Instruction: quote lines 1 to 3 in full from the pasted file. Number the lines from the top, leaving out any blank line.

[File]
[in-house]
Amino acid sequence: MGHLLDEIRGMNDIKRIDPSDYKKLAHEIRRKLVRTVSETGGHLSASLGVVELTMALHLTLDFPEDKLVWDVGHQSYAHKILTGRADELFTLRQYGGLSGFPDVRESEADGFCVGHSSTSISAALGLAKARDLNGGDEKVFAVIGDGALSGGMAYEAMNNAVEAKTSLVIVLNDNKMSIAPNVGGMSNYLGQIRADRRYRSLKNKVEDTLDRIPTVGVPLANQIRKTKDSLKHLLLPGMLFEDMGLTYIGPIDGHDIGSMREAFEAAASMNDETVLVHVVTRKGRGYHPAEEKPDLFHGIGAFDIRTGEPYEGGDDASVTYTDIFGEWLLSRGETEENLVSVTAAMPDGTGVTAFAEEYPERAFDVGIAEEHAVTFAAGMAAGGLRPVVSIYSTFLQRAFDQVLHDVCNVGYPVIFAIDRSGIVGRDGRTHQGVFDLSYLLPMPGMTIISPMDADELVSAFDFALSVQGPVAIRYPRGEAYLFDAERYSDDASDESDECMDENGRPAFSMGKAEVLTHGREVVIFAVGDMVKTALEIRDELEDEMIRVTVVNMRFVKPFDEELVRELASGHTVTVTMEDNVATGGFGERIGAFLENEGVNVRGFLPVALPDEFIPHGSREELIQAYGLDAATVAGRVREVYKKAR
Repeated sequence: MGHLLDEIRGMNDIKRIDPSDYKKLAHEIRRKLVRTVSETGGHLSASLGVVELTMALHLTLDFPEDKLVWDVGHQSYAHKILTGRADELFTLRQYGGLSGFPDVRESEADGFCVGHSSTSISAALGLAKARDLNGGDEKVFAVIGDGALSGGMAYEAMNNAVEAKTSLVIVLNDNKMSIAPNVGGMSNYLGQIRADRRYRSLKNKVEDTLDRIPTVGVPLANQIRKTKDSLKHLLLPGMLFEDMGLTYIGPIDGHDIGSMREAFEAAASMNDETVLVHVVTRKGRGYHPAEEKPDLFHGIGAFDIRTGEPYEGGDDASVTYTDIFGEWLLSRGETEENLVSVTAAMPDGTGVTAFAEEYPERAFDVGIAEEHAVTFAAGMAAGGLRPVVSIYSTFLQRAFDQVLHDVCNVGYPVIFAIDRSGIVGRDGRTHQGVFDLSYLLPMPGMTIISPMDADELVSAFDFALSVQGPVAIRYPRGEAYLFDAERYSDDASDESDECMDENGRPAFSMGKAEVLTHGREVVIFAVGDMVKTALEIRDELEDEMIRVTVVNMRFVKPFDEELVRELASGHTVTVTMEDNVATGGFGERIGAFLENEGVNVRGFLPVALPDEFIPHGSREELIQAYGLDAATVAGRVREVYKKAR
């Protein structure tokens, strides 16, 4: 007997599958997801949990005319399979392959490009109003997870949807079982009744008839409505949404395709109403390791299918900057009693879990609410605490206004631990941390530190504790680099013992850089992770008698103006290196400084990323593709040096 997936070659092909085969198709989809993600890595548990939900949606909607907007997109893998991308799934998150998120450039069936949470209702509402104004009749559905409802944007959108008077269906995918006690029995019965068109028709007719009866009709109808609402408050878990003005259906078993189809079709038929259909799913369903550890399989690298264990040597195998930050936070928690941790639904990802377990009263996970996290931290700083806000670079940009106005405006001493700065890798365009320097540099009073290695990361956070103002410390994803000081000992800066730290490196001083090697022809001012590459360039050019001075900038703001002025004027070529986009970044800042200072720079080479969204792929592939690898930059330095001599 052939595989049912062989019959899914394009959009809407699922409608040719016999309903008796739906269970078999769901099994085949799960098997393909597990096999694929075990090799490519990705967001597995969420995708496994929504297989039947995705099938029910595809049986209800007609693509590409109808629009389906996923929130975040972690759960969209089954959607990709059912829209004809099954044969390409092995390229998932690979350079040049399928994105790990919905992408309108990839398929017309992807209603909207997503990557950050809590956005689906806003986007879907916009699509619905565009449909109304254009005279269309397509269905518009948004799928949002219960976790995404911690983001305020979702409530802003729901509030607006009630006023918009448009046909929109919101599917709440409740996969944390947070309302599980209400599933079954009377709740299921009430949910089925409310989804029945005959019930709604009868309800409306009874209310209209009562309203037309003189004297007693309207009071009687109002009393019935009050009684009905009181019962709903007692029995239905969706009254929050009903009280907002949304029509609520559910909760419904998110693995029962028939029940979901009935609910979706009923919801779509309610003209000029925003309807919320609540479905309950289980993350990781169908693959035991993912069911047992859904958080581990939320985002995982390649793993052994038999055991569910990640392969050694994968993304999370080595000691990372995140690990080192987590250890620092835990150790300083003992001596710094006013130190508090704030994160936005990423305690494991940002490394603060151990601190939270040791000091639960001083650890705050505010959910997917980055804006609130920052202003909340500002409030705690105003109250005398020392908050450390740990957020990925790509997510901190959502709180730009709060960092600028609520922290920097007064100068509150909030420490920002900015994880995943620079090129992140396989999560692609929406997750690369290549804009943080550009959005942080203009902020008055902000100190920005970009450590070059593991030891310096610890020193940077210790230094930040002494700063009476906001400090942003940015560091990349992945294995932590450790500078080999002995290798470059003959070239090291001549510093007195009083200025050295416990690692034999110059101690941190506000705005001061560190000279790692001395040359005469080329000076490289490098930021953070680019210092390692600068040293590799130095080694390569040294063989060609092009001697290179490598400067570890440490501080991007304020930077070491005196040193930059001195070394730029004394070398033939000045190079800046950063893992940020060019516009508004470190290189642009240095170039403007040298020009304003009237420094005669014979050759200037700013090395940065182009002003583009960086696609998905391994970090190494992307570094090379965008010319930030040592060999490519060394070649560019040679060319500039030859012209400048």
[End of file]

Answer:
[in-house]
Amino acid sequence: MGHLLDEIRGMNDIKRIDPSDYKKLAHEIRRKLVRTVSETGGHLSASLGVVELTMALHLTLDFPEDKLVWDVGHQSYAHKILTGRADELFTLRQYGGLSGFPDVRESEADGFCVGHSSTSISAALGLAKARDLNGGDEKVFAVIGDGALSGGMAYEAMNNAVEAKTSLVIVLNDNKMSIAPNVGGMSNYLGQIRADRRYRSLKNKVEDTLDRIPTVGVPLANQIRKTKDSLKHLLLPGMLFEDMGLTYIGPIDGHDIGSMREAFEAAASMNDETVLVHVVTRKGRGYHPAEEKPDLFHGIGAFDIRTGEPYEGGDDASVTYTDIFGEWLLSRGETEENLVSVTAAMPDGTGVTAFAEEYPERAFDVGIAEEHAVTFAAGMAAGGLRPVVSIYSTFLQRAFDQVLHDVCNVGYPVIFAIDRSGIVGRDGRTHQGVFDLSYLLPMPGMTIISPMDADELVSAFDFALSVQGPVAIRYPRGEAYLFDAERYSDDASDESDECMDENGRPAFSMGKAEVLTHGREVVIFAVGDMVKTALEIRDELEDEMIRVTVVNMRFVKPFDEELVRELASGHTVTVTMEDNVATGGFGERIGAFLENEGVNVRGFLPVALPDEFIPHGSREELIQAYGLDAATVAGRVREVYKKAR
Repeated sequence: MGHLLDEIRGMNDIKRIDPSDYKKLAHEIRRKLVRTVSETGGHLSASLGVVELTMALHLTLDFPEDKLVWDVGHQSYAHKILTGRADELFTLRQYGGLSGFPDVRESEADGFCVGHSSTSISAALGLAKARDLNGGDEKVFAVIGDGALSGGMAYEAMNNAVEAKTSLVIVLNDNKMSIAPNVGGMSNYLGQIRADRRYRSLKNKVEDTLDRIPTVGVPLANQIRKTKDSLKHLLLPGMLFEDMGLTYIGPIDGHDIGSMREAFEAAASMNDETVLVHVVTRKGRGYHPAEEKPDLFHGIGAFDIRTGEPYEGGDDASVTYTDIFGEWLLSRGETEENLVSVTAAMPDGTGVTAFAEEYPERAFDVGIAEEHAVTFAAGMAAGGLRPVVSIYSTFLQRAFDQVLHDVCNVGYPVIFAIDRSGIVGRDGRTHQGVFDLSYLLPMPGMTIISPMDADELVSAFDFALSVQGPVAIRYPRGEAYLFDAERYSDDASDESDECMDENGRPAFSMGKAEVLTHGREVVIFAVGDMVKTALEIRDELEDEMIRVTVVNMRFVKPFDEELVRELASGHTVTVTMEDNVATGGFGERIGAFLENEGVNVRGFLPVALPDEFIPHGSREELIQAYGLDAATVAGRVREVYKKAR